The International Chess Federation (FIDE) has done very well in popularising and developing the game all over the world. However, the efforts of FIDE alone are not enough in getting the game to be played at each and every primary or high school. In terms of inculcating discipline, focus and strategic thinking, the benefits of chess cannot be denied. It is therefore important that in Southern Africa, teacher training colleges and universities are encouraged to teach the game to all those  trainee  teachers who pass through the systems to later work in schools.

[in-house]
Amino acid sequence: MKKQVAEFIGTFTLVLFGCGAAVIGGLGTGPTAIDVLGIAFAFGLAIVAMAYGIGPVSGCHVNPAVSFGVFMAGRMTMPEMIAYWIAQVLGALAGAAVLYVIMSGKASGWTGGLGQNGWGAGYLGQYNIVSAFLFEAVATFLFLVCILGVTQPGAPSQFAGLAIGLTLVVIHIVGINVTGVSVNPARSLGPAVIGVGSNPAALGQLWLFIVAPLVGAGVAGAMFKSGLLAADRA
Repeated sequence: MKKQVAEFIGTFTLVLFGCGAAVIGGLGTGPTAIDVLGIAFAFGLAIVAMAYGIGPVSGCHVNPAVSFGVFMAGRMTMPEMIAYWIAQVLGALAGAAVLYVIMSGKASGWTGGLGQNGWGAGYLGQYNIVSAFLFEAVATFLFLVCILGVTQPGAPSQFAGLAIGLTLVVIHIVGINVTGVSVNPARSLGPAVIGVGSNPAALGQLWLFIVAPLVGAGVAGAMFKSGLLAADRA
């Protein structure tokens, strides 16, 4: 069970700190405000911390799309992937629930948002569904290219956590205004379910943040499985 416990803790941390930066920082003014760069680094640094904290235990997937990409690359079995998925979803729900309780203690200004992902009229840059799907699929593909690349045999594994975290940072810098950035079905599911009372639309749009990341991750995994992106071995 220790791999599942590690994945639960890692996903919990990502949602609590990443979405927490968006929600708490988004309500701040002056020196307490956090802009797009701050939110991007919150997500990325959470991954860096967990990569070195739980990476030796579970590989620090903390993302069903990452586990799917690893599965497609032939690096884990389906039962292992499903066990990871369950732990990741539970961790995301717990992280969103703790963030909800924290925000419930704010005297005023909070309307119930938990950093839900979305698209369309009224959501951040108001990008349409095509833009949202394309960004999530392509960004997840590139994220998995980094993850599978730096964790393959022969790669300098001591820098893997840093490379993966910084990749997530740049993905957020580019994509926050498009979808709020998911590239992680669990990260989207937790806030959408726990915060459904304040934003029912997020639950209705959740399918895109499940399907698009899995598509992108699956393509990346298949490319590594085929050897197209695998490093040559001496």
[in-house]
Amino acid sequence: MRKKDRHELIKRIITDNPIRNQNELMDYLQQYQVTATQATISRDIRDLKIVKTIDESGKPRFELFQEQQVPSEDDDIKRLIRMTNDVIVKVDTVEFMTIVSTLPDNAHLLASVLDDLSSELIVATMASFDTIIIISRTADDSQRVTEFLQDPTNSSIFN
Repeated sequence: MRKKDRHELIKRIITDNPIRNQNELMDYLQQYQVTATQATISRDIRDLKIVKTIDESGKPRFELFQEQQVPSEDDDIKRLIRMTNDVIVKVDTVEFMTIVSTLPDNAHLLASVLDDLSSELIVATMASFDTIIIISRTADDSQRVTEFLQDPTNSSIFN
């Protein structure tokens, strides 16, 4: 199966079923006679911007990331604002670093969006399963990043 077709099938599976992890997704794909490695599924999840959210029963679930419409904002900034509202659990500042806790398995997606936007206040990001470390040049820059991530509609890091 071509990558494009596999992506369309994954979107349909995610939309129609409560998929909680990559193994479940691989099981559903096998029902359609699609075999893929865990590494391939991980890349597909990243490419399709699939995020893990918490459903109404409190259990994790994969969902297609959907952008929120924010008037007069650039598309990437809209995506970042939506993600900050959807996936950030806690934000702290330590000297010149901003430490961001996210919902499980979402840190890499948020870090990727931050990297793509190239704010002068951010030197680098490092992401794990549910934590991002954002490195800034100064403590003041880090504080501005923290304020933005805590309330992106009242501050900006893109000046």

Chess clubs and tournaments, especially at primary schools, should be actively encouraged. Chess is relatively cheap and easy to promote. All what is needed is the availability of chess boards and sets at each and every primary or secondary school. The game is not that expensive to develop and promote unlike other codes which require expensive equipment, courts and stadia to get people playing. Since at its very best, especially in highly competitive or even social competitions, the game takes at least one hour or even much longer, the game should be actively promoted as an alternative to alcohol–based entertainment, which has been responsible for other forms of substance abuse, crime, violence and social decay. There are just too many liquour restaurants, bars and nightclubs in Southern African countries. There is no doubt that, given rapid urbanization and critical shortage of alternatives in terms of recreation and other forms of rational use of leisure time, these alcohol outlets and enterprises  have become primary drivers in  the spread of HIV/AIDS and Sexually Transmitted Infections (STIs) in the region.